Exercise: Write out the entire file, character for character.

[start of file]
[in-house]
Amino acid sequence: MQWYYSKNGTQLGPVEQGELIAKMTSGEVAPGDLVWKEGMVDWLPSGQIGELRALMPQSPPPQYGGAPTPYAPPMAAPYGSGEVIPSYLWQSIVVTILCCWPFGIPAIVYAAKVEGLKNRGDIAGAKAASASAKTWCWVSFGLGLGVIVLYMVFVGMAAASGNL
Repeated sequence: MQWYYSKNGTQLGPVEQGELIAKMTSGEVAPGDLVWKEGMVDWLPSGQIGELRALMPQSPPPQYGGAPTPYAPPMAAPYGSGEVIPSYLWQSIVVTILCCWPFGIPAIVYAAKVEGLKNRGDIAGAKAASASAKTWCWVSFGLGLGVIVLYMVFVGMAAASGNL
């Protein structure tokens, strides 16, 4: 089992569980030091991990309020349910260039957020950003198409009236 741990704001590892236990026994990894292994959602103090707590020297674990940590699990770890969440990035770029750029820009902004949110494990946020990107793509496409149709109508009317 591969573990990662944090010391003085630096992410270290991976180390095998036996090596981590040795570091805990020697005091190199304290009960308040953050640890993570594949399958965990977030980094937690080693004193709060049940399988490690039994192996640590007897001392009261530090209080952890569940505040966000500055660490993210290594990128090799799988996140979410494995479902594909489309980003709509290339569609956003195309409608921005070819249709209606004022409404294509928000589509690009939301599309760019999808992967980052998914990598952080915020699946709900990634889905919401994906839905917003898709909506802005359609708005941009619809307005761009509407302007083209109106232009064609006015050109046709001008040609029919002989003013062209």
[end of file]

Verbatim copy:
[in-house]
Amino acid sequence: MQWYYSKNGTQLGPVEQGELIAKMTSGEVAPGDLVWKEGMVDWLPSGQIGELRALMPQSPPPQYGGAPTPYAPPMAAPYGSGEVIPSYLWQSIVVTILCCWPFGIPAIVYAAKVEGLKNRGDIAGAKAASASAKTWCWVSFGLGLGVIVLYMVFVGMAAASGNL
Repeated sequence: MQWYYSKNGTQLGPVEQGELIAKMTSGEVAPGDLVWKEGMVDWLPSGQIGELRALMPQSPPPQYGGAPTPYAPPMAAPYGSGEVIPSYLWQSIVVTILCCWPFGIPAIVYAAKVEGLKNRGDIAGAKAASASAKTWCWVSFGLGLGVIVLYMVFVGMAAASGNL
């Protein structure tokens, strides 16, 4: 089992569980030091991990309020349910260039957020950003198409009236 741990704001590892236990026994990894292994959602103090707590020297674990940590699990770890969440990035770029750029820009902004949110494990946020990107793509496409149709109508009317 591969573990990662944090010391003085630096992410270290991976180390095998036996090596981590040795570091805990020697005091190199304290009960308040953050640890993570594949399958965990977030980094937690080693004193709060049940399988490690039994192996640590007897001392009261530090209080952890569940505040966000500055660490993210290594990128090799799988996140979410494995479902594909489309980003709509290339569609956003195309409608921005070819249709209606004022409404294509928000589509690009939301599309760019999808992967980052998914990598952080915020699946709900990634889905919401994906839905917003898709909506802005359609708005941009619809307005761009509407302007083209109106232009064609006015050109046709001008040609029919002989003013062209």